Older Americans could also benefit from improved technology in long-term care. Technology could improve coordination and collaboration across providers and settings, engage patients and families, and increase workforce capacity. For example, health information exchanges allow providers to share patient clinical data in order to provide more effective—and more efficient—care. Telemonitors placed in patient's homes can extend the reach of caregivers by allowing for remote monitoring and early detection of symptoms that require intervention, in time to prevent a visit to an emergency department or an avoidable hospitalization. Technology has the potential to integrate a fragmented system, and providers should be encouraged to use technology as one tool to create innovative and affordable long-term care.
Collectively, health care opinion leaders will need to recognize that the next generation of older Americans may well be different from the previous ones. The next generation is more likely to want to remain autonomous and in their own homes, to have smaller families and fewer available caregivers, to work beyond age 65, and to be more culturally diverse. Nonetheless, they will grow older, and as they do, they will need a model of long-term care that integrates acute, primary and long-term care while also providing the supportive non-medical services required to maintain physical and cognitive function and a high quality of life.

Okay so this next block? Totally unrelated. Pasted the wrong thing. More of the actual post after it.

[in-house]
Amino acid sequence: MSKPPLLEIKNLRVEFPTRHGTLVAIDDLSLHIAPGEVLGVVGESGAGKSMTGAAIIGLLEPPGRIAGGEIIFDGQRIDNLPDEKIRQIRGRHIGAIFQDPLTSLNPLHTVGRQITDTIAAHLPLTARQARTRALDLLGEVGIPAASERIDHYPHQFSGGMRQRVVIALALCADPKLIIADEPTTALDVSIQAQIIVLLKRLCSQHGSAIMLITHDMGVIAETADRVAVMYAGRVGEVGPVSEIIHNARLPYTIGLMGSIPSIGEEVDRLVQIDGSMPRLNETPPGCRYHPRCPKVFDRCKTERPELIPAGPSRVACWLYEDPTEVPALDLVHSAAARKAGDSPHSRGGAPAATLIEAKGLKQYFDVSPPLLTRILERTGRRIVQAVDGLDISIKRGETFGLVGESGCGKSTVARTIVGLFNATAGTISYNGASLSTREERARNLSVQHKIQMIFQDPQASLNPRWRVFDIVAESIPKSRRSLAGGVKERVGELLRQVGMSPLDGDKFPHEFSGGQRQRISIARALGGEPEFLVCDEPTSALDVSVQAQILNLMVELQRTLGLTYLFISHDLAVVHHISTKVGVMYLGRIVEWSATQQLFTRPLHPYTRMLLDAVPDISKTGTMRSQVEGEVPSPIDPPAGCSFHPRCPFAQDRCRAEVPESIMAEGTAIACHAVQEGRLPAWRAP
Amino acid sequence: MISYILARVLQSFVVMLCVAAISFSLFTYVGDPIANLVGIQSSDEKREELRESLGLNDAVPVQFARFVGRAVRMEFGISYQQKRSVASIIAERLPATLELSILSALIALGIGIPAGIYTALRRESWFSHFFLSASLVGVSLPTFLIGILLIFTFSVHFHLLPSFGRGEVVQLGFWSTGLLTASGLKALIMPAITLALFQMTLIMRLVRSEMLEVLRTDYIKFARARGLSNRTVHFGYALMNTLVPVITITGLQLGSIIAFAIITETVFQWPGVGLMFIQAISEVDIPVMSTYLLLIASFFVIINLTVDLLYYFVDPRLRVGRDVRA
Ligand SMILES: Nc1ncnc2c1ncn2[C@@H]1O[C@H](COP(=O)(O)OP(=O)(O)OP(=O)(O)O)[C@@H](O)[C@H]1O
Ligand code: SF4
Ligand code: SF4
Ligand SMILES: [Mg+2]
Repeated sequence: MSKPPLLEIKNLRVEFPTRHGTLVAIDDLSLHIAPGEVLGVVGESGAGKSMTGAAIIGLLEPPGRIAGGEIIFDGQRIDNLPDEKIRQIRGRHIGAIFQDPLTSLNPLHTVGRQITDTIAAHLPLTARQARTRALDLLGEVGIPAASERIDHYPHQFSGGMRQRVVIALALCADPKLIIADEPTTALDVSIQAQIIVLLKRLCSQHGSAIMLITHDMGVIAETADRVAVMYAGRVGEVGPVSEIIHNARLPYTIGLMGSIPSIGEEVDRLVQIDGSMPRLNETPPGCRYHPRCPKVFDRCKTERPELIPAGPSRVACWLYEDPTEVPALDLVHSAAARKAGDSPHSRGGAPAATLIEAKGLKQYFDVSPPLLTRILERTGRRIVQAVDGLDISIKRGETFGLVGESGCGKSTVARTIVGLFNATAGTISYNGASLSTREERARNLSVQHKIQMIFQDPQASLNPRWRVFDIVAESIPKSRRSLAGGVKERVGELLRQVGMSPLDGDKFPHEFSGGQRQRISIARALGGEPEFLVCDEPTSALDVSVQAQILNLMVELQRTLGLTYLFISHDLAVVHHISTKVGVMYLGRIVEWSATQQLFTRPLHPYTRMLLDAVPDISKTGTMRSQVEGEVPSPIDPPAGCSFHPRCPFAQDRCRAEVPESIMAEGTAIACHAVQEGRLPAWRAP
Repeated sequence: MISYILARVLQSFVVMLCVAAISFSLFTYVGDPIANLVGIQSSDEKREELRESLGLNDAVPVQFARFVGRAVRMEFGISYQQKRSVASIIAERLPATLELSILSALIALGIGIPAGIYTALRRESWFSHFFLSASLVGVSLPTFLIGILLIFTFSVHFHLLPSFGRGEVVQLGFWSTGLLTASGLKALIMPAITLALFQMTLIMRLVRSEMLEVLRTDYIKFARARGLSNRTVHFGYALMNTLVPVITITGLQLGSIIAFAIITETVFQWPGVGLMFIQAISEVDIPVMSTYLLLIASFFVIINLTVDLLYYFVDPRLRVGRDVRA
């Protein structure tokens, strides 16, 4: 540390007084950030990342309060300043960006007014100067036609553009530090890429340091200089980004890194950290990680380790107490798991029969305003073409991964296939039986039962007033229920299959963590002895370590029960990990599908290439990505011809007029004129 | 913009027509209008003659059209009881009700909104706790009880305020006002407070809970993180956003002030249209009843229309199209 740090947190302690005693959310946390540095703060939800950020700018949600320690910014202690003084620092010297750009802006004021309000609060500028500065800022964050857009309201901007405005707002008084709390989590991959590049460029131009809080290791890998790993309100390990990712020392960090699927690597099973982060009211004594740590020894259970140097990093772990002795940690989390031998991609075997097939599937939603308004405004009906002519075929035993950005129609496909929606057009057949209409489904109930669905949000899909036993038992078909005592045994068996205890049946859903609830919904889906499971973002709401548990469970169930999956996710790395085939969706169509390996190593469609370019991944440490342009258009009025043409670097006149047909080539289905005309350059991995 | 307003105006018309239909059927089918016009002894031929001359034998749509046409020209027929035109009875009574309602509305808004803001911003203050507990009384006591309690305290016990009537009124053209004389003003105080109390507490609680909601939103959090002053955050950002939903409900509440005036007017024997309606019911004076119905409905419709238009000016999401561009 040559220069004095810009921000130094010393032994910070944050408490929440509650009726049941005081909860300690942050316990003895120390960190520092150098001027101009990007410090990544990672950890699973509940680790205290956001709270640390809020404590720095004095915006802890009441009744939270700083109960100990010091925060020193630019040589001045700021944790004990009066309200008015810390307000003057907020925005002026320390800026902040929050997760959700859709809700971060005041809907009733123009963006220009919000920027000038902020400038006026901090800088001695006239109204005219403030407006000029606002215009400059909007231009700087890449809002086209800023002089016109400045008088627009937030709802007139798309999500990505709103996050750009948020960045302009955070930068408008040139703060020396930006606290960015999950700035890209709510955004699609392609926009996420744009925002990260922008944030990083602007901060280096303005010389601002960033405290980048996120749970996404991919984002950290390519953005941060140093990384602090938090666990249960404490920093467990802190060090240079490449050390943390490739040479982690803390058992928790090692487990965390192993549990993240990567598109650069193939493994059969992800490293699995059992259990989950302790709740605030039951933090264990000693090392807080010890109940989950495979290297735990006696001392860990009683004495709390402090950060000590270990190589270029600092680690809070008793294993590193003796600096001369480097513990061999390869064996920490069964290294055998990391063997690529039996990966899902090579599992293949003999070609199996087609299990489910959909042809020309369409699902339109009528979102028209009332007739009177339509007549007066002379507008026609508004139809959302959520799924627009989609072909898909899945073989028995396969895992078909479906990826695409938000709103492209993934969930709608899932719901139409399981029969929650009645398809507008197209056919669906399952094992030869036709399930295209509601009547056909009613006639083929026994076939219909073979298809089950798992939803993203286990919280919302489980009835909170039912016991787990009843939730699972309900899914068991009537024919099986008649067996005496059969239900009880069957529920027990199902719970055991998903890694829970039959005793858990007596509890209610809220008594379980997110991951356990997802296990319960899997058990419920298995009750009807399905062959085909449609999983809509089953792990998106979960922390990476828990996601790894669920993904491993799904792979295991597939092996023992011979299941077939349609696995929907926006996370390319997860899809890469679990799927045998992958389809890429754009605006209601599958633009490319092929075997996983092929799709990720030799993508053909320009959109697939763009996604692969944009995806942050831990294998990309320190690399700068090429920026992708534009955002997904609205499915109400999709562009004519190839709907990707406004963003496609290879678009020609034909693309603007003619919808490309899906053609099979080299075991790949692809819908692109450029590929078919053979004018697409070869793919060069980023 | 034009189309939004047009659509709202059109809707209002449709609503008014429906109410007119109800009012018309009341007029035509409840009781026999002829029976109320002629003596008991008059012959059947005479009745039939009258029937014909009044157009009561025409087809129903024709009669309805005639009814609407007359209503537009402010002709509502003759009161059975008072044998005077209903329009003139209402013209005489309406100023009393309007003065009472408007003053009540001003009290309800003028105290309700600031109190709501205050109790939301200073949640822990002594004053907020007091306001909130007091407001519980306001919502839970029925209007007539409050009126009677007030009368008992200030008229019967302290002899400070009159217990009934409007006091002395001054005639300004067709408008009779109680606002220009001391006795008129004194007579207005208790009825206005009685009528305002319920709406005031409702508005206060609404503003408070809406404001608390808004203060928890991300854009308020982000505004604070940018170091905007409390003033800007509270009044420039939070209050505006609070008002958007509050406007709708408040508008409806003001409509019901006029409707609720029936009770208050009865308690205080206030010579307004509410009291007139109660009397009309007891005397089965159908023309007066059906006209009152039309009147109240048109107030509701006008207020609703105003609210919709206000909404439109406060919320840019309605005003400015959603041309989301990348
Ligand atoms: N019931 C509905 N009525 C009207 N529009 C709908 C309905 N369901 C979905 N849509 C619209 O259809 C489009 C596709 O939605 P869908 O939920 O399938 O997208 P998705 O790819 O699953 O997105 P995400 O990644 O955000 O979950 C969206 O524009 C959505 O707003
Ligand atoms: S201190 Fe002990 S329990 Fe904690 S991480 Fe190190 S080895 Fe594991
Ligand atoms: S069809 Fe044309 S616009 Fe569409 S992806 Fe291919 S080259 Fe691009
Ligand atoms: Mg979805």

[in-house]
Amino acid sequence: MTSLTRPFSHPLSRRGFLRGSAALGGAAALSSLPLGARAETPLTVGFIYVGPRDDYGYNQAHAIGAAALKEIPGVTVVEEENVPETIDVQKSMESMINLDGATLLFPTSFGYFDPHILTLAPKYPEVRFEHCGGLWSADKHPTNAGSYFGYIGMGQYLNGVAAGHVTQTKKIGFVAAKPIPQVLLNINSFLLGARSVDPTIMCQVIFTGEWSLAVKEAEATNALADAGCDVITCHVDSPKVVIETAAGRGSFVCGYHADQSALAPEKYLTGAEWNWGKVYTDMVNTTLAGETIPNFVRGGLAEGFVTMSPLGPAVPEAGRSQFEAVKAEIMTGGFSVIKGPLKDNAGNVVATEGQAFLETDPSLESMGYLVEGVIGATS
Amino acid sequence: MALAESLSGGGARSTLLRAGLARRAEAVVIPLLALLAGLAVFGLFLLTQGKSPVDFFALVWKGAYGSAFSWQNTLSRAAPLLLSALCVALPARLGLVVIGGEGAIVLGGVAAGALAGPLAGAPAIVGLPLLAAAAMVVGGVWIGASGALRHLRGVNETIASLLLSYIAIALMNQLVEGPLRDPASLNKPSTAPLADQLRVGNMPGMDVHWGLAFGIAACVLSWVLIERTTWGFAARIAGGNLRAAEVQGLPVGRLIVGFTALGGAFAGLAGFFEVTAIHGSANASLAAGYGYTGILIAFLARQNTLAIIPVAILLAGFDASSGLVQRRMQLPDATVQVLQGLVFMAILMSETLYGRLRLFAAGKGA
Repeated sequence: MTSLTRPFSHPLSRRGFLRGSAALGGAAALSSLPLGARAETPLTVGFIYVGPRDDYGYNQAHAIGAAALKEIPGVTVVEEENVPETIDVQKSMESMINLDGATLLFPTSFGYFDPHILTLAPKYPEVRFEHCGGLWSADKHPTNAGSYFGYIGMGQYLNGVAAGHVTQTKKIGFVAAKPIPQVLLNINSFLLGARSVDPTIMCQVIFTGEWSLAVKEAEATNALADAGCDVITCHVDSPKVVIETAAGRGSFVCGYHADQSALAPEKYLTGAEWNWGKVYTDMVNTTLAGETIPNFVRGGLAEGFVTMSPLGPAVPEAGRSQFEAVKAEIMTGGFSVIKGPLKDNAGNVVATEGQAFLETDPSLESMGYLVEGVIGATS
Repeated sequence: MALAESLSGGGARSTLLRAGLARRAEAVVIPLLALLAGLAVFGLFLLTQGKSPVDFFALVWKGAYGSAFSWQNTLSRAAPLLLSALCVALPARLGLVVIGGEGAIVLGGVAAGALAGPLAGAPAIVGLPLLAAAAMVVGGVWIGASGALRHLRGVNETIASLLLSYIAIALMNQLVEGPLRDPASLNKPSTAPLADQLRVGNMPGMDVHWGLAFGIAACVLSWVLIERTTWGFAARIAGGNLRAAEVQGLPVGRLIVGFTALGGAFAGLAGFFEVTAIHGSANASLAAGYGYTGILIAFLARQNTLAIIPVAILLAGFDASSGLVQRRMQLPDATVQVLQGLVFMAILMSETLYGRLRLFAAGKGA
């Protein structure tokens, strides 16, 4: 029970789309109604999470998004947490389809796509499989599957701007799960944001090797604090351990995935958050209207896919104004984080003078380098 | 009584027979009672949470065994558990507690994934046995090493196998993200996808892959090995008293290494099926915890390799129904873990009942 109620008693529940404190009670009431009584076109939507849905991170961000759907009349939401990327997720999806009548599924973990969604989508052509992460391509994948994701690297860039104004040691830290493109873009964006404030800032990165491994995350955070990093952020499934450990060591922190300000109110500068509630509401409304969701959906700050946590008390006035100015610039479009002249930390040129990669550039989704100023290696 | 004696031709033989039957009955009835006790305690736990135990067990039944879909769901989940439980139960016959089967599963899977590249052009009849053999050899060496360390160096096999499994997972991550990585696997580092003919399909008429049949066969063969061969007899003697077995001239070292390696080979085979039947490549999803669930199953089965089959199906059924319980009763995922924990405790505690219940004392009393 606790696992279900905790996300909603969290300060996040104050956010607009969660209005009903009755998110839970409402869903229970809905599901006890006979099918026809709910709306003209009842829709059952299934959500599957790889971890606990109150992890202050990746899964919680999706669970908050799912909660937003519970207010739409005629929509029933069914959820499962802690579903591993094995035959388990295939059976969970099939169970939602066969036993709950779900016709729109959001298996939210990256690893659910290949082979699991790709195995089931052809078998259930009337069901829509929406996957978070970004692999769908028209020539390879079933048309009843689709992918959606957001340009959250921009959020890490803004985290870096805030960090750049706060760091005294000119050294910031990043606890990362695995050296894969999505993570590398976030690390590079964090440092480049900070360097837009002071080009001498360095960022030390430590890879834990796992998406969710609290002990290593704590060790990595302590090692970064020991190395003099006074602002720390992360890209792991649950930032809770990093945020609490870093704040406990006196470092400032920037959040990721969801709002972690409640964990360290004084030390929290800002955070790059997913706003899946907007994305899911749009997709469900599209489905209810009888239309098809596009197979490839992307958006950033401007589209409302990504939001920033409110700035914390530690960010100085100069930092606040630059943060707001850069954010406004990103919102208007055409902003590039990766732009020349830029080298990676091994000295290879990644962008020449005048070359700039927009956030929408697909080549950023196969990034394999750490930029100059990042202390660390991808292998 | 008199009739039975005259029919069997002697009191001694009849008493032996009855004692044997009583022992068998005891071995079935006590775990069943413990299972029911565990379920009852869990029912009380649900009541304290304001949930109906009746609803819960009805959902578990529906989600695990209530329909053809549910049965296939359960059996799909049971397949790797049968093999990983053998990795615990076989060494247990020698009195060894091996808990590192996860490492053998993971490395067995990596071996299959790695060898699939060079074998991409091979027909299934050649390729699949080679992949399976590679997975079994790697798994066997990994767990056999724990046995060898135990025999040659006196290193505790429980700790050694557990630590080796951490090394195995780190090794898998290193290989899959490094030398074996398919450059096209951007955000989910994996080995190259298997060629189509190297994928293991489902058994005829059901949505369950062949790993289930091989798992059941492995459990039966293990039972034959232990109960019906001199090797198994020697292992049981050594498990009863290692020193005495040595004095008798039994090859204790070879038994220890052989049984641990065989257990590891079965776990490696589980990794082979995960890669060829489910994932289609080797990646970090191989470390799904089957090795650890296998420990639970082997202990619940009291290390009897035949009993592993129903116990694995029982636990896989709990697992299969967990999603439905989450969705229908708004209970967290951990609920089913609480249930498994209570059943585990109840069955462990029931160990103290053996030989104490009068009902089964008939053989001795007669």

This model of care must incorporate a rational and accessible array of long-term care options, consensus on care standards, and vehicles to promote quality care. Other needs include a predictable financing system, a workforce with sufficient capacity, and ways to educate and engage future consumers of long-term care, long before a crisis occurs and panic—the enemy of informed decision-making—sets in.
The views presented in this commentary are those of the author and should not be attributed to The Commonwealth Fund or its directors, officers, or staff.